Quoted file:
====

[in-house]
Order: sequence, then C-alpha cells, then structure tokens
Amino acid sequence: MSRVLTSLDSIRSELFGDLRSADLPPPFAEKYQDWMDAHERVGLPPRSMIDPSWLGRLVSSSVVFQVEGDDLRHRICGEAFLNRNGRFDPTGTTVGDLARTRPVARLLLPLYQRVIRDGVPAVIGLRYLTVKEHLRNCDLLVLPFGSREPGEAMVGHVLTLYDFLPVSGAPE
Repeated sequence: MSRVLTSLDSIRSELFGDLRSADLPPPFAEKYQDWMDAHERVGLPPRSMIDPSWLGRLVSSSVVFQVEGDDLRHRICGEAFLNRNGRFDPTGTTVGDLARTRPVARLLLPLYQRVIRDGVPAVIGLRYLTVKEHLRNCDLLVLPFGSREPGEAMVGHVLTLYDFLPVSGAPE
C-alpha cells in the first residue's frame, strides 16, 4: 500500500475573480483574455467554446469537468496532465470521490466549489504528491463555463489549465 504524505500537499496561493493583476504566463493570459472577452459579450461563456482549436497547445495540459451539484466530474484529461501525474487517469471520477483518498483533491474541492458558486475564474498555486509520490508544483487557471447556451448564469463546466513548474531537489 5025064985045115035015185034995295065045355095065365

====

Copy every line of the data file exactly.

[in-house]
Order: sequence, then C-alpha cells, then structure tokens
Amino acid sequence: MSRVLTSLDSIRSELFGDLRSADLPPPFAEKYQDWMDAHERVGLPPRSMIDPSWLGRLVSSSVVFQVEGDDLRHRICGEAFLNRNGRFDPTGTTVGDLARTRPVARLLLPLYQRVIRDGVPAVIGLRYLTVKEHLRNCDLLVLPFGSREPGEAMVGHVLTLYDFLPVSGAPE
Repeated sequence: MSRVLTSLDSIRSELFGDLRSADLPPPFAEKYQDWMDAHERVGLPPRSMIDPSWLGRLVSSSVVFQVEGDDLRHRICGEAFLNRNGRFDPTGTTVGDLARTRPVARLLLPLYQRVIRDGVPAVIGLRYLTVKEHLRNCDLLVLPFGSREPGEAMVGHVLTLYDFLPVSGAPE
C-alpha cells in the first residue's frame, strides 16, 4: 500500500475573480483574455467554446469537468496532465470521490466549489504528491463555463489549465 504524505500537499496561493493583476504566463493570459472577452459579450461563456482549436497547445495540459451539484466530474484529461501525474487517469471520477483518498483533491474541492458558486475564474498555486509520490508544483487557471447556451448564469463546466513548474531537489 5025064985045115035015185034995295065045355095065365